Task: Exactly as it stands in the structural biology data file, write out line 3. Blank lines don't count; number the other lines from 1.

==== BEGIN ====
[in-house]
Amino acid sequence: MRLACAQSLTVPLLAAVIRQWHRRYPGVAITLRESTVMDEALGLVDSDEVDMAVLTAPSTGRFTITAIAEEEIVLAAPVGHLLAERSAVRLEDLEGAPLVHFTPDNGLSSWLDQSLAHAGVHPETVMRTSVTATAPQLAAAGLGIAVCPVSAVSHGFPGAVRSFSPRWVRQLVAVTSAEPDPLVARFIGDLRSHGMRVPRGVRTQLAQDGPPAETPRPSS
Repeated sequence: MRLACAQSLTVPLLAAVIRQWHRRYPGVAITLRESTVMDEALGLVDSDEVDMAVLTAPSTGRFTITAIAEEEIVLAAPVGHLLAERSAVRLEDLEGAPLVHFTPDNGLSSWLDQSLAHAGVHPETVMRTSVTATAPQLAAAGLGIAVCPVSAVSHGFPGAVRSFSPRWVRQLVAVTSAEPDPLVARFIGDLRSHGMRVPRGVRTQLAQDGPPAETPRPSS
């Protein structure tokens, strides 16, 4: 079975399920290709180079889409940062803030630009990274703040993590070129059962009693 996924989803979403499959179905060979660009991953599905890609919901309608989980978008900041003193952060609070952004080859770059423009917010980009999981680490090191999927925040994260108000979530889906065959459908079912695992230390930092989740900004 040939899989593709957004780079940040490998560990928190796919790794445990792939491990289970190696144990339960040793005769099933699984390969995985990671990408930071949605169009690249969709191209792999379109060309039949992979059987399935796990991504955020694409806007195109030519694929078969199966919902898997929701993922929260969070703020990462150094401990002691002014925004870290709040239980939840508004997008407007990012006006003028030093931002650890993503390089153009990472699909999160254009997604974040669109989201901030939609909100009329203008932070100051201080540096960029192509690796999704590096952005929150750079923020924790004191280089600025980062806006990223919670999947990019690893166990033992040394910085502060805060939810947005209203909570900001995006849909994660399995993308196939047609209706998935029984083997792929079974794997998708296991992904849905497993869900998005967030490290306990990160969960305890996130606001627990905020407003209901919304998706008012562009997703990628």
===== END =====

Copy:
Repeated sequence: MRLACAQSLTVPLLAAVIRQWHRRYPGVAITLRESTVMDEALGLVDSDEVDMAVLTAPSTGRFTITAIAEEEIVLAAPVGHLLAERSAVRLEDLEGAPLVHFTPDNGLSSWLDQSLAHAGVHPETVMRTSVTATAPQLAAAGLGIAVCPVSAVSHGFPGAVRSFSPRWVRQLVAVTSAEPDPLVARFIGDLRSHGMRVPRGVRTQLAQDGPPAETPRPSS